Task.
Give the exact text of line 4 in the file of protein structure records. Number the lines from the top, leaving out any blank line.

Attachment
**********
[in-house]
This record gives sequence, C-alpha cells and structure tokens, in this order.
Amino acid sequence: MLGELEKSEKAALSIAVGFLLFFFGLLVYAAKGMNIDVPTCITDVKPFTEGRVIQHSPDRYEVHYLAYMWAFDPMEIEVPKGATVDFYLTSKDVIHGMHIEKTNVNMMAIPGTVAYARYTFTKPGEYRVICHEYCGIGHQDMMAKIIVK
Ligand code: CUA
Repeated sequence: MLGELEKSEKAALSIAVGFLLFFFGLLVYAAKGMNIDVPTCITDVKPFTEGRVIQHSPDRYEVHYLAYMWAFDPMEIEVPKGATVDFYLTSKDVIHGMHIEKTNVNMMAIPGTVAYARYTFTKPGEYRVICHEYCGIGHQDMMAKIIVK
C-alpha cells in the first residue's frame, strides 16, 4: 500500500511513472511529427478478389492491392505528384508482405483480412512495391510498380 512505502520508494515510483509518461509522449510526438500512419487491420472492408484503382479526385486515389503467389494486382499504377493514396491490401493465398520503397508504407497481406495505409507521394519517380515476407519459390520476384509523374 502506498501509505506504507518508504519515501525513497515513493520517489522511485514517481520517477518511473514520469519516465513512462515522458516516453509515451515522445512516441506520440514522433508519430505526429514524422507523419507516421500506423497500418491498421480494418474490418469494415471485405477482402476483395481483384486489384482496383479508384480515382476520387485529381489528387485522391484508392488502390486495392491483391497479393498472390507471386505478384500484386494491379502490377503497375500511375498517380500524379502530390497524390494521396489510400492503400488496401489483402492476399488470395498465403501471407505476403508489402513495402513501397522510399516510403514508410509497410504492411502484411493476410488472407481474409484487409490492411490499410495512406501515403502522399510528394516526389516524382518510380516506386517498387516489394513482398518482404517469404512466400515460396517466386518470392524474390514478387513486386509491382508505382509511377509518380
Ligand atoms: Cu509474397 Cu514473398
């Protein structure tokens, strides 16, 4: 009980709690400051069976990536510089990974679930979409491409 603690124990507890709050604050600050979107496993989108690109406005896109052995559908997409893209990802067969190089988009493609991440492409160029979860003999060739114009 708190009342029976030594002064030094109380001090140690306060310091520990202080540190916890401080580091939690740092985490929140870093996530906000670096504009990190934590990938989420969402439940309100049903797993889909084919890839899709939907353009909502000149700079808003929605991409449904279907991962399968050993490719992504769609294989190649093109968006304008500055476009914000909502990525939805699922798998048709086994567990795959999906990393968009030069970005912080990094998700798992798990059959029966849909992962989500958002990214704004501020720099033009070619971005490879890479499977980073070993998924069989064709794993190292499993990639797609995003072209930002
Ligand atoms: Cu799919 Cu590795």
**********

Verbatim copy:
Ligand code: CUA